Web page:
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Disability care 'poor'

21st June 2010

The charity Mencap has said that many healthcare workers believe that people with learning difficulties receive worse treatment than other patients.

doctorsandnurses

According to the results of a poll of 1,084 health workers carried out by the charity, nearly half of doctors and one third of nurses believed the learning disabled were given poorer care.

The charity said trusts should agree to a charter which clarifies how hospitals should take responsibility for people with learning difficulties.

The poll also showed that 45% of doctors and one third of nurses had seen a learning disabled patient being ignored or not being treated in a dignified way.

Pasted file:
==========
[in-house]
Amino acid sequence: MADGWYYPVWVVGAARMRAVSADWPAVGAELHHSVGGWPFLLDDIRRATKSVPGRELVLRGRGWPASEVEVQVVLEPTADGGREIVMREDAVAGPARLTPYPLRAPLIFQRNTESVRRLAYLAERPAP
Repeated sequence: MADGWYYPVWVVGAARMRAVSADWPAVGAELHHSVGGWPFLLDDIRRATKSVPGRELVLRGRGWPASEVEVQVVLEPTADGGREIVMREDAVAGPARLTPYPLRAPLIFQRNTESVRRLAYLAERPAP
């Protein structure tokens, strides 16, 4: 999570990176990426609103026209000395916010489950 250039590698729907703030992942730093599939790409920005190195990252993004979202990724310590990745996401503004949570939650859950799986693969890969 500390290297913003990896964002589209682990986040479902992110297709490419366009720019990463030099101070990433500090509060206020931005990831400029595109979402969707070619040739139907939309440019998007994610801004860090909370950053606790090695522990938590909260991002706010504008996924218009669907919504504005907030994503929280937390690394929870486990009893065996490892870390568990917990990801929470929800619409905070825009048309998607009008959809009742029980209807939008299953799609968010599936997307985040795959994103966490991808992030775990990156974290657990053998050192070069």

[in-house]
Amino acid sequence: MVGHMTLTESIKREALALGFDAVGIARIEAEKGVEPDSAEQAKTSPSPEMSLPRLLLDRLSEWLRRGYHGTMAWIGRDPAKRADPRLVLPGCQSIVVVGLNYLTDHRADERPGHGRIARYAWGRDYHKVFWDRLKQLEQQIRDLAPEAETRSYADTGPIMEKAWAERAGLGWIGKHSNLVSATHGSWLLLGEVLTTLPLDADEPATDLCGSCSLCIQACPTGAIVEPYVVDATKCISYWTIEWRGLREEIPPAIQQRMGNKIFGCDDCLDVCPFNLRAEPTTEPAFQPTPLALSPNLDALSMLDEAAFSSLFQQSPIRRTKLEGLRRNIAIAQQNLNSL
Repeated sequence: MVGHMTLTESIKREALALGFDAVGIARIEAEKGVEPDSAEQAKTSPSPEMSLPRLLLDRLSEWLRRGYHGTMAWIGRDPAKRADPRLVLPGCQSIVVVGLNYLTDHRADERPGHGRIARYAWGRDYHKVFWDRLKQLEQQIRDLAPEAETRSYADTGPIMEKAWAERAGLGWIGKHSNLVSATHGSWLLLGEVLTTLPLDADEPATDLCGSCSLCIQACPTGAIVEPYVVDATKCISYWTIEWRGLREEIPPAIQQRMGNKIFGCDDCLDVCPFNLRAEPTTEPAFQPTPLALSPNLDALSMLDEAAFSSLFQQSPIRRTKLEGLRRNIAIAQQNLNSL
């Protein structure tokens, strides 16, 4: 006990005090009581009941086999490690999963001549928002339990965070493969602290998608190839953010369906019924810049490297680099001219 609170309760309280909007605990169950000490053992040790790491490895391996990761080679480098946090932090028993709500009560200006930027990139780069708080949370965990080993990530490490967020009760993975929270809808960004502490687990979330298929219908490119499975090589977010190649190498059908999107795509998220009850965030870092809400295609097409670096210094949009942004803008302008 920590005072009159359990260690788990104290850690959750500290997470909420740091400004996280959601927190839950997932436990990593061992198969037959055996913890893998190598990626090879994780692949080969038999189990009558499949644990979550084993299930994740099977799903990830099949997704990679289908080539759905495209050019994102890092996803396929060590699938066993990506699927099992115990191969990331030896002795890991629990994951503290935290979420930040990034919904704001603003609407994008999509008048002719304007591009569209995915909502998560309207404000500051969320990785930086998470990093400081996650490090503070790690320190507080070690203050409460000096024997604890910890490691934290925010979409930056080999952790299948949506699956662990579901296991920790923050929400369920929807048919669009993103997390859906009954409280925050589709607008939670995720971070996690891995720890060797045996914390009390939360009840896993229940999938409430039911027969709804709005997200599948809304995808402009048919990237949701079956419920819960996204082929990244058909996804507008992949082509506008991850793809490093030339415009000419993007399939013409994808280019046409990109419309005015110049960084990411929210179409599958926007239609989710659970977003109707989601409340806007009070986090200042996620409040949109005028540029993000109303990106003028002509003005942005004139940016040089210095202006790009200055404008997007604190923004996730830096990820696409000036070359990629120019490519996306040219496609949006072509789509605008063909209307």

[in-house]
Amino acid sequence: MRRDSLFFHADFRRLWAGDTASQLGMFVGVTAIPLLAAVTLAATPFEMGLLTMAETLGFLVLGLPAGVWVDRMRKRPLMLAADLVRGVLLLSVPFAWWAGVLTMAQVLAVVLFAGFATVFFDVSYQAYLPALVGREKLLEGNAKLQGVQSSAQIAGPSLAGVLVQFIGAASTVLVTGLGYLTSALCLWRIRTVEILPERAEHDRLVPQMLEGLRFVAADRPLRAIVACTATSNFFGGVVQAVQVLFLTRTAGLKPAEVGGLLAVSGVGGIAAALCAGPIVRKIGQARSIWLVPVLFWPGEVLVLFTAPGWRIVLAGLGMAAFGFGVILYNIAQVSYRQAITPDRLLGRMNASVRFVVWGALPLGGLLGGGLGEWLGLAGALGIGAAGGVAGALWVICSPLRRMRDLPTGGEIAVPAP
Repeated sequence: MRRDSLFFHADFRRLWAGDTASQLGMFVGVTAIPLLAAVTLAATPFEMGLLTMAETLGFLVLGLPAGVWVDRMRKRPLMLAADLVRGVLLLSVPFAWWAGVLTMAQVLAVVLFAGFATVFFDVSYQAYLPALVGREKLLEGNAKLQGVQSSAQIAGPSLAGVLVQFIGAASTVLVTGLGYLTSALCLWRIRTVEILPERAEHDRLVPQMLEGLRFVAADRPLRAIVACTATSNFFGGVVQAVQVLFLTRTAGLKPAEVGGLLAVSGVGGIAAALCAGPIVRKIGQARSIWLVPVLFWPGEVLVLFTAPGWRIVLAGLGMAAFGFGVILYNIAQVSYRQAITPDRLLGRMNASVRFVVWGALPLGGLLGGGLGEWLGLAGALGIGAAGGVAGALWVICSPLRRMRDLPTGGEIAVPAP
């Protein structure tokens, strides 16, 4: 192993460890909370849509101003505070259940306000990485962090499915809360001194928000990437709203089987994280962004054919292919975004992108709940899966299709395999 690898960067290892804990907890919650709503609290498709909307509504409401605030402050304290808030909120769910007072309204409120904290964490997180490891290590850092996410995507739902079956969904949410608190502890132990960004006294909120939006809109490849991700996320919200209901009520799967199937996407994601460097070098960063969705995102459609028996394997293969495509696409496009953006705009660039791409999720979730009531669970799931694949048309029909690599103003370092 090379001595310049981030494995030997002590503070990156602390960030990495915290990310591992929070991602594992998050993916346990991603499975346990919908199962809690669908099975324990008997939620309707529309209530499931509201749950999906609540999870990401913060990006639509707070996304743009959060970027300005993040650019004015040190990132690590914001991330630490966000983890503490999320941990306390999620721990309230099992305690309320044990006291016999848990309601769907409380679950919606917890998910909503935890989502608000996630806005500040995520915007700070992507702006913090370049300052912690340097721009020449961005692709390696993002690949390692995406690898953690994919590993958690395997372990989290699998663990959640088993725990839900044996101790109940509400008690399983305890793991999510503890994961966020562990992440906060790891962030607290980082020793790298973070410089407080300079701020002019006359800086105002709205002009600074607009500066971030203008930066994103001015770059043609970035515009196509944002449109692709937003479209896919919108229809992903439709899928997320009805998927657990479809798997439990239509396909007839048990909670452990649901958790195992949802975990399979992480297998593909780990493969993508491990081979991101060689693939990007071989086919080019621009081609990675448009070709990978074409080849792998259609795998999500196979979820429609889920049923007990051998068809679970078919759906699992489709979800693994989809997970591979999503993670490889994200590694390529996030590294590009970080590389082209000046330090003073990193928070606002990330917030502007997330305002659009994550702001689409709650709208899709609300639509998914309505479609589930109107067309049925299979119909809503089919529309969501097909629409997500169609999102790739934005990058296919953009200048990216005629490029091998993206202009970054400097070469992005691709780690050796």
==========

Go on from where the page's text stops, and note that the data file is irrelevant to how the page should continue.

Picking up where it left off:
One third of nurses and 40% of doctors said that learning disabled people received discriminatory treatment at the hands of the health service.

The poll revealed that over one third of healthcare workers had not been given the right training in order to care for learning disabled people.

"Healthcare professionals have recognised they need more support to get it right when treating people with a learning disability," said Mencap Chief Executive, Mark Goldring.

Mr Goldring said Mencap's campaign - Getting it Right - aimed to make sure that ignorant treatment never lead to the death of person with learning difficulties.

"Our charter sets out a standard of practice and will make health trusts accountable to people with a learning disability, their families and carers," he added.

 

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